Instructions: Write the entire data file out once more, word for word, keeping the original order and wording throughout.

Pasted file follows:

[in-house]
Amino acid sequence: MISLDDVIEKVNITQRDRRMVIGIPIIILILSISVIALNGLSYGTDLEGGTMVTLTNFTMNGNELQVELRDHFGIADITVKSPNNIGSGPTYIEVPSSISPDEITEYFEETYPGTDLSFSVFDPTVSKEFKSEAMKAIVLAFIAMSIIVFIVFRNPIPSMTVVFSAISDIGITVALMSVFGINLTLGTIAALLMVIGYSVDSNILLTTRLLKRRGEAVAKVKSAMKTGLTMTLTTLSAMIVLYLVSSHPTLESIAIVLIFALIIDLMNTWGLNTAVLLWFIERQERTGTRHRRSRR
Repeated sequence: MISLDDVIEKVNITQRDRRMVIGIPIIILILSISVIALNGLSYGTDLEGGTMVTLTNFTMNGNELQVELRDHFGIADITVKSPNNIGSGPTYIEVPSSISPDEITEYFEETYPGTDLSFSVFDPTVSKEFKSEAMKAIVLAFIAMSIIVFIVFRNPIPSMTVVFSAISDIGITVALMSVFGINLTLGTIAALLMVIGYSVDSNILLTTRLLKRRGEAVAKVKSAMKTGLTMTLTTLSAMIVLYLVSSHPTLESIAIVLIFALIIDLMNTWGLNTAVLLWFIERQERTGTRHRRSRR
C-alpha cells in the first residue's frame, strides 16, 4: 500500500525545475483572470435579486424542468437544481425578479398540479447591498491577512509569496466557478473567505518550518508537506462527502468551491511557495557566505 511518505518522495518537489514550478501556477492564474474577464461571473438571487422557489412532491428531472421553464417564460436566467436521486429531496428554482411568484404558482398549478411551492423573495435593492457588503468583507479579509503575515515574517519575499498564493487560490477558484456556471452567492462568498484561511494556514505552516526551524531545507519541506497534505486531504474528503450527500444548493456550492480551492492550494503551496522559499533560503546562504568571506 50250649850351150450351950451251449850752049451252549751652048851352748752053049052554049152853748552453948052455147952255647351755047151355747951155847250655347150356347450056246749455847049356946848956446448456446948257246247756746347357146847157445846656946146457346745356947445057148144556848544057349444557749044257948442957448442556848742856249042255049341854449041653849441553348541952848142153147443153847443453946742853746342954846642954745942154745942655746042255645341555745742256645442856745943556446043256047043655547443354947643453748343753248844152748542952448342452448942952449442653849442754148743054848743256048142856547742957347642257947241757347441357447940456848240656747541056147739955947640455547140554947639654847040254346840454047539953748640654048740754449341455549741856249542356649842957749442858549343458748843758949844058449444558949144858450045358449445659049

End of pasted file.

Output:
[in-house]
Amino acid sequence: MISLDDVIEKVNITQRDRRMVIGIPIIILILSISVIALNGLSYGTDLEGGTMVTLTNFTMNGNELQVELRDHFGIADITVKSPNNIGSGPTYIEVPSSISPDEITEYFEETYPGTDLSFSVFDPTVSKEFKSEAMKAIVLAFIAMSIIVFIVFRNPIPSMTVVFSAISDIGITVALMSVFGINLTLGTIAALLMVIGYSVDSNILLTTRLLKRRGEAVAKVKSAMKTGLTMTLTTLSAMIVLYLVSSHPTLESIAIVLIFALIIDLMNTWGLNTAVLLWFIERQERTGTRHRRSRR
Repeated sequence: MISLDDVIEKVNITQRDRRMVIGIPIIILILSISVIALNGLSYGTDLEGGTMVTLTNFTMNGNELQVELRDHFGIADITVKSPNNIGSGPTYIEVPSSISPDEITEYFEETYPGTDLSFSVFDPTVSKEFKSEAMKAIVLAFIAMSIIVFIVFRNPIPSMTVVFSAISDIGITVALMSVFGINLTLGTIAALLMVIGYSVDSNILLTTRLLKRRGEAVAKVKSAMKTGLTMTLTTLSAMIVLYLVSSHPTLESIAIVLIFALIIDLMNTWGLNTAVLLWFIERQERTGTRHRRSRR
C-alpha cells in the first residue's frame, strides 16, 4: 500500500525545475483572470435579486424542468437544481425578479398540479447591498491577512509569496466557478473567505518550518508537506462527502468551491511557495557566505 511518505518522495518537489514550478501556477492564474474577464461571473438571487422557489412532491428531472421553464417564460436566467436521486429531496428554482411568484404558482398549478411551492423573495435593492457588503468583507479579509503575515515574517519575499498564493487560490477558484456556471452567492462568498484561511494556514505552516526551524531545507519541506497534505486531504474528503450527500444548493456550492480551492492550494503551496522559499533560503546562504568571506 50250649850351150450351950451251449850752049451252549751652048851352748752053049052554049152853748552453948052455147952255647351755047151355747951155847250655347150356347450056246749455847049356946848956446448456446948257246247756746347357146847157445846656946146457346745356947445057148144556848544057349444557749044257948442957448442556848742856249042255049341854449041653849441553348541952848142153147443153847443453946742853746342954846642954745942154745942655746042255645341555745742256645442856745943556446043256047043655547443354947643453748343753248844152748542952448342452448942952449442653849442754148743054848743256048142856547742957347642257947241757347441357447940456848240656747541056147739955947640455547140554947639654847040254346840454047539953748640654048740754449341455549741856249542356649842957749442858549343458748843758949844058449444558949144858450045358449445659049